The FATF’s mandate is to set standards and promote effective measures to combat money laundering and terrorist financing. In order to do this, the group develops policies and recommendations that member states can adopt, conducts mutual evaluations of member states’ compliance with its standards, promotes technical assistance and training programmes, engages in outreach activities, and cooperates with other international organisations. One of the ways in which the FATF achieves its mandate is through the development of the ’40 Recommendations’. These recommendations provide a comprehensive framework for action against money laundering and terrorist financing. They cover topics such as customer due diligence, suspicious transaction reporting, cross-border cooperation, and asset confiscation.
A total of 37 member countries and 2 regional organisations make up the FATF. The members are responsible for implementing FATF standards in their jurisdictions. Observers are not subject to this requirement but participate in the work of the organisation nonetheless. The current members of the FATF can be found here.
The FATF works with countries to strengthen their anti-money laundering and counter-terrorist financing frameworks and provides guidance on how these can be effectively implemented. The FATF also carries out assessments of countries’ compliance with its standards and provides technical assistance to help countries improve their capacity to prevent and detect money laundering and terrorist financing. In addition, the FATF operates a number of programmes to support its work, including training courses for government officials, private sector representatives and other stakeholders.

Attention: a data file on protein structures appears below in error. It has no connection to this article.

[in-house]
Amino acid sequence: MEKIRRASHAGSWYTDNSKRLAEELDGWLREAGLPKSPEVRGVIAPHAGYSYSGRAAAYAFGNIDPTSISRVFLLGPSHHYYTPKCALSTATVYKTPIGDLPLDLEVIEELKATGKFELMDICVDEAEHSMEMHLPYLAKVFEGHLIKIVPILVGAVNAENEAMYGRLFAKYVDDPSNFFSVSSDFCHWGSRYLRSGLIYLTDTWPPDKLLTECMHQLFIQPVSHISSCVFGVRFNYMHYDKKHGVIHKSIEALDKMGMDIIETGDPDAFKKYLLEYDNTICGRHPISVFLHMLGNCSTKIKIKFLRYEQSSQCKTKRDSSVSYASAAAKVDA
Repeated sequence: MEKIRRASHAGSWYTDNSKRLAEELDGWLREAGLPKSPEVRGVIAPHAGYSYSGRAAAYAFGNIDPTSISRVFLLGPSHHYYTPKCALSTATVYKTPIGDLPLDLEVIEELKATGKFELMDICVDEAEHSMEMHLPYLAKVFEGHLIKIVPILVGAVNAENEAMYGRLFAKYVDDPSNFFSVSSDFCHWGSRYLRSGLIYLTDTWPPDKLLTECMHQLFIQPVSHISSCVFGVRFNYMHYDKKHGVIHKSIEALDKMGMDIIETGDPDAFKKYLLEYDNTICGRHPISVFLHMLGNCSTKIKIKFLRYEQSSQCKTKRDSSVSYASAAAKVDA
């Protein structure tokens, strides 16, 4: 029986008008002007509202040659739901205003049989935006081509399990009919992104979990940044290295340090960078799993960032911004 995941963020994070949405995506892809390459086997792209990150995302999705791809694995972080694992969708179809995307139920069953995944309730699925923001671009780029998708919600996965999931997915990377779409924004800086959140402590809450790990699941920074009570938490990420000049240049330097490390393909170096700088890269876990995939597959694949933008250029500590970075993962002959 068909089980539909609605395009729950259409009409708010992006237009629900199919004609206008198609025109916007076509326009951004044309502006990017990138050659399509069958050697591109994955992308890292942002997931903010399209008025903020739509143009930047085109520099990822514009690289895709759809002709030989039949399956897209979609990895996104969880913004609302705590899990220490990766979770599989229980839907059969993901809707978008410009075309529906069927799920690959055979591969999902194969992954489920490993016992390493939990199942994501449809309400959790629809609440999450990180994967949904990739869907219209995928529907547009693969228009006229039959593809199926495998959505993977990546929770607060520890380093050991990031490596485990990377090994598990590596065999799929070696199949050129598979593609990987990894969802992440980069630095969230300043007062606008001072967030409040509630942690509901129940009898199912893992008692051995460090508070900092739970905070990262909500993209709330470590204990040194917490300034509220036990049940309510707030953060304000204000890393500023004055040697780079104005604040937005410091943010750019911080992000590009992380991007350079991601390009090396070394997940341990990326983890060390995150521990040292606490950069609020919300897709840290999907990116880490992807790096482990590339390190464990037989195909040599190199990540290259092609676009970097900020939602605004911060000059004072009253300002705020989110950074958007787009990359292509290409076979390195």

Jurisdictions that the FATF placed under increased monitoring are actively working to address deficiencies in their regimes that counter money laundering, terrorist financing, and proliferation financing. When the FATF places a jurisdiction under increased monitoring, it means the country has committed to resolving identified strategic deficiencies quickly within agreed timeframes and is subject to increased monitoring. This list is often referred to as the ‘grey list’ by external sources.
This is in contrast to whitelisted countries, such as Malta, who are not subject to the FATF’s increased monitoring in the areas of money laundering and terrorist financing. Malta offers a highly professional and regulated environment that is very attractive to businesses and investors. The island provides numerous benefits such as tax efficiency and allows businesses based in Malta to operate throughout the EU. Malta is good as a standalone jurisdiction, but also works well in combination with other jurisdictions or as an add-on to existing structures for companies with an international footprint. This is due to the 70+ double tax treaties Malta signed with other countries. The various incentives applied in Malta continue to draw individuals and investors to the island, ensuring stable business growth.
Contact us if you are thinking about registering a company in Malta and are interested in having an initial call to discuss your situation. We assist with a range of services from initial company formation to all background business administration and compliance obligations. Contact us today to arrange a consultation to discuss your business requirements.